What to Expect?
Our team will examine your roof for leaks, unusual wear and tear, damage caused by windblown debris, organic growth issues, and other issues that can happen over time to your roof.
The inspector will check for uneven roof planes and signs of sagging, in addition to examining the condition of the soffit, fascia, and gutter system. Masonry chimneys should be inspected at this time for cracks, crumbling grout, and damage to chimney caps. The inspector may also check the venting in your attic; improper venting can lead to heat and moisture buildup that reduces roof life and increases the risk of ice dams forming at the roof’s edge.
Here, the inspector will be looking for loose, missing, or curling shingles; stains; moss; rust; and missing flashing or fasteners. Shingle aggregate that has settled in roof valleys or on the ground at the bottom of gutter downspouts is a sign that the roof could be near the end of its useful life. The inspector will also check the rubber boots and seals around vent pipes, looking for gaps or deterioration.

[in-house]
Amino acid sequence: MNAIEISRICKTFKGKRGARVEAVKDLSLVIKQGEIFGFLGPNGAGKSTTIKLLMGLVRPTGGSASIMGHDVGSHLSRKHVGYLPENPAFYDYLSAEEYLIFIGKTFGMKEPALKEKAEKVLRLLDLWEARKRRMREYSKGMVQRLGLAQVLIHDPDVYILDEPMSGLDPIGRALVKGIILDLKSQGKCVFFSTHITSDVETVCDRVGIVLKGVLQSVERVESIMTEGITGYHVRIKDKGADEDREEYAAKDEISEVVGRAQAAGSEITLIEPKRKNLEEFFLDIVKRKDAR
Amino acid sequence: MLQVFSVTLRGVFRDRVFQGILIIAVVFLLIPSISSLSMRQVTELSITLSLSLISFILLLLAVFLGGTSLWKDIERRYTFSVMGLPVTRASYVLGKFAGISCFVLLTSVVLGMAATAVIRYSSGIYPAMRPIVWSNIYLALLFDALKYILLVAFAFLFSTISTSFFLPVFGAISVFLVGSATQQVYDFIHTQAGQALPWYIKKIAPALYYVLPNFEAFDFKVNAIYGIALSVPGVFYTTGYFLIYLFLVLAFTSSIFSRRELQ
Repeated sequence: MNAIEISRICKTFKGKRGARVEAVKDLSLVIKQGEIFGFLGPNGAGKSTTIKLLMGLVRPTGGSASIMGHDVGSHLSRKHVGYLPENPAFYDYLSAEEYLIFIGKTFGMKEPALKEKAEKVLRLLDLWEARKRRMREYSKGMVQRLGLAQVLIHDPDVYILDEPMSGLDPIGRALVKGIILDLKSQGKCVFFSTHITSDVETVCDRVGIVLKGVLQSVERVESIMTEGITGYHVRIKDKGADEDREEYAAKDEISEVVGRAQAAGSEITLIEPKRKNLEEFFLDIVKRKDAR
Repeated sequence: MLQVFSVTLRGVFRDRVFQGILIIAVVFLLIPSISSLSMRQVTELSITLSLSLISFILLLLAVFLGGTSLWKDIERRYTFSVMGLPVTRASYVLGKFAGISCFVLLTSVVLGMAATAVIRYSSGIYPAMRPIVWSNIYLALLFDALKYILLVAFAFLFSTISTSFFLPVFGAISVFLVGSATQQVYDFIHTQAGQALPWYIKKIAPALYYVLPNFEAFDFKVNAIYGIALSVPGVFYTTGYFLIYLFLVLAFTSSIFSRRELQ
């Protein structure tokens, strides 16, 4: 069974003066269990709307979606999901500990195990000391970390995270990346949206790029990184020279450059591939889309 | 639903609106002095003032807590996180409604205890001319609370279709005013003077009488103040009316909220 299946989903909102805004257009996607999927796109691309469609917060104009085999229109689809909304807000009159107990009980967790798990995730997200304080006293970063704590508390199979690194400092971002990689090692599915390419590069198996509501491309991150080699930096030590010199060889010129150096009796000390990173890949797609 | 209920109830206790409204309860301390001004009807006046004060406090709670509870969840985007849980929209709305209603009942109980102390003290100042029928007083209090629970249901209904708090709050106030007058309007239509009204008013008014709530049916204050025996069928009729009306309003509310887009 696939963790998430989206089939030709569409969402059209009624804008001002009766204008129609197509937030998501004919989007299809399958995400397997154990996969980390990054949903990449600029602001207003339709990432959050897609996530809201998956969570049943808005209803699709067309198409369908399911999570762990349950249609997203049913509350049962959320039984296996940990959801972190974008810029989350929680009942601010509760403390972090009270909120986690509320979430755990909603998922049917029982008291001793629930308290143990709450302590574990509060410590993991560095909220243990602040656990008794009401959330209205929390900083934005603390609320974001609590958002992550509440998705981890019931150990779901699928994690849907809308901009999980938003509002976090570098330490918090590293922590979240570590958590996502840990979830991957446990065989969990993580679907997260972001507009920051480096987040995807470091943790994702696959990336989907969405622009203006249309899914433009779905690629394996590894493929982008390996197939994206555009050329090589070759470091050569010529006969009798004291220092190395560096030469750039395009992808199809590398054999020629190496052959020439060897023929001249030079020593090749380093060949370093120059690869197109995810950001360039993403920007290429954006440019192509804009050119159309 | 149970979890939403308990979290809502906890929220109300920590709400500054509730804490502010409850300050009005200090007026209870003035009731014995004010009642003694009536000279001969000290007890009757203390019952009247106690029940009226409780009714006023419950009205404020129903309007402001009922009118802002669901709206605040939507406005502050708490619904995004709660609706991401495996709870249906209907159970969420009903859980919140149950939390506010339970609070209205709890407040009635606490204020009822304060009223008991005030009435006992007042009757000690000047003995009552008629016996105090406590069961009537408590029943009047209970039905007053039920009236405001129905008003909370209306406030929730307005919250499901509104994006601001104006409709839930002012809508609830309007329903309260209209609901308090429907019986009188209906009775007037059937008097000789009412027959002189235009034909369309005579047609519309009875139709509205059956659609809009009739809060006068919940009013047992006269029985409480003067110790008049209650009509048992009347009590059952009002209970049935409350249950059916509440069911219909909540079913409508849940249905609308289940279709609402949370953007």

Because roof leaks ultimately damage your home, the inspector will check interior ceilings, the attic, and interior walls for water stains, mold, rot, and other signs that water is making its way into your house.
A thorough inspector will examine your roof for problems in workmanship that could increase the risks of leaks or other roof damage in the future. Incorrect flashing around roof penetrations—including vent pipes, skylights, and chimneys—would all be red flags.